Bass Trapping and Your Studio Pt. 5
Art Noxon, PE Acoustical is ASC’s founder & inventor of the TubeTrap. This week Art continues with part 4 of trapping bass in our recording studios. Enjoy!
Mr. Noxon explores what has been done to make bass a welcome guest in the studio.
There seems to be a popular misconception about the role of bass traps. The uninitiated often say, “I want to kill my resonances with some bass traps”. When absorption is added to any resonant circuit, be it electronic or acoustic, only the rate of energy drain from the system is increased. It must be stressed, that from a practical basis, absorption can never eliminate resonance: resonance exists because the room exists. Absorption can only reduce the strength and sharpness of the resonance, (its “Q”) but not eliminate it.
Sound will build in intensity until there is a balance between the power delivered into the room and the power absorbed or leaked out of it. Increased absorption means the room reaches its peak sound level more quickly. Why? Because the equilibrium sound level attained in the room is lower and not because the energy rise rate is any more abrupt. Adding absorption, however, increases the sound decay rate in the room.
Other benefits are noted at the cold spot. The resonant field strength is weaker overall due to the added bass absorption. The reverb field’s reverse phase cancelling effect of the direct wave from the speaker is less strong. As a result, the cold spot “warms” up and the pulses at turn-on and off are accordingly diminished.
As to the coloration effects, added absorption reduces the “Q” of room resonance, the sharpness of its response. Low “Q” rooms lose attack transient and sustain distortion. The beating effects have disappeared and the tone in the decay is the same as that of the driven frequency.
Absorptive damping of room resonances, as we have seen, will improve the dynamic response characteristics of the room. It is quite clear by now that it is the room that we listen to in the lower registers. Accordingly, the better behaved the room, the better the track and mix will sound.
A caution needs to be noted at this point. Nearly all recording engineers have access to an RTA, typically 1/3 octave bands. Their experience with electronic equalization, particularly parametric, leads to the desire to see a flat room acoustic response curve. Good luck! It is always a surprise to realize that dynamic transient stability in the room can be developed to satisfaction, and yet the 1/3 octave RTA shows less than 1 dB improvement. Just as it is impossible to fix room acoustics with an equalizer, it is likewise impossible to read room acoustics with an equalizer meter, the 1/3 octave RTA. The narrow band Modulation Transfer Function (MTF) type of test is how room acoustics must be evaluated in the low end.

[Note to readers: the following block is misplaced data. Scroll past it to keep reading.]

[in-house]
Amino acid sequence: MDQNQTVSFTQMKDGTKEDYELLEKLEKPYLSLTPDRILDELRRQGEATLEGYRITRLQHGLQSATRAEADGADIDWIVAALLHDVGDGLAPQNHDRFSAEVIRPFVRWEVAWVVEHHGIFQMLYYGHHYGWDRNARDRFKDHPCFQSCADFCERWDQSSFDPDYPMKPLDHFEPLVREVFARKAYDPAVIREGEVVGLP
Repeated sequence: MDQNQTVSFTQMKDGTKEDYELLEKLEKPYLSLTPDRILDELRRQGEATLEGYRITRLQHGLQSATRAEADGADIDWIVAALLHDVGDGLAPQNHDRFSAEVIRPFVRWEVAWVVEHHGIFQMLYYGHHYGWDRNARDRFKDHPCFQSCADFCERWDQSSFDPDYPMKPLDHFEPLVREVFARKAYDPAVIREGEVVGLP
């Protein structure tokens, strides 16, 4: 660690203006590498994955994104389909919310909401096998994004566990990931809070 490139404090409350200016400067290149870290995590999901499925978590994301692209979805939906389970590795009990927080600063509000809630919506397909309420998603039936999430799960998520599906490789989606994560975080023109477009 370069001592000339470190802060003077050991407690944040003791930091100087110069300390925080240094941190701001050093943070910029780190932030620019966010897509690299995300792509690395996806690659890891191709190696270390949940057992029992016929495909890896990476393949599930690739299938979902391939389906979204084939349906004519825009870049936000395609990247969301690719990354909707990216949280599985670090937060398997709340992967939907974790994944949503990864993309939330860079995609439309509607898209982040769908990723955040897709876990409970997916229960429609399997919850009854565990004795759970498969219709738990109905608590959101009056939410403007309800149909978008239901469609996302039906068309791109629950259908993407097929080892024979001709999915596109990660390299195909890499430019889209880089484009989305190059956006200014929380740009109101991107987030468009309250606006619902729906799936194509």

Many ingenious designs have been developed to provide low-frequency absorption. In the beginning, no doubt a bass trap probably was little more than “great balls of fuzz,” fiberglass insulation or batting stacked to the ceiling in the back of the room. Such a system was so ugly that it was covered over with “scrim cloth.” It did, however, provide absorption for frequencies whose wavelength is up to four times the fill depth. A 3 foot deep fuzz trap is effective to the 12 foot wavelength, about 94 Hz.
It is instructive to calculate how deep this trap would need to be to dampen the fundamental room mode now that digital tape can store such low frequencies.
1st Mode Depth = ¼wavelength = ¼(2L) = ½L = ½ Length
A 24 foot room would need a bass trap about 12 feet deep. Obviously, converting half the room into a bass trap is not an option for most people!
An alternative to filling the back of the room with fuzz is to remove the closet doors at the back of the room and fill them with fiberglass. The frequency response curve of the ¼ wavelength trap system shows strong absorption on the first, third and fifth harmonics, because the air friction occurs at the position of “sound cancellation” or maximum air motion, typically ¼ wavelength and ¾ wavelength from the trap’s wall.
Slat Bass Traps
The basic mechanism for sound absorption is the friction of air as it moves across a surface. The more surface and the more air motion, the better the absorption. But large scale bass traps are physically unacceptable in the smaller home recording studio. Another problem with giant absorption is that it makes for an uncomfortable and distracting listening environment, because it is anechoic or too dead sounding.
Consequently, wooden slats are added to most traps, somewhat like a fence. The frequency response for such a system is much more acceptable, since the mids and highs remain lively, yet the bass becomes damped. Larger wavelengths pass easily through the openings between the slats. But when the wavelength is less than four times the slat width, the sound is back scattered.
Continue reading the rest of this article.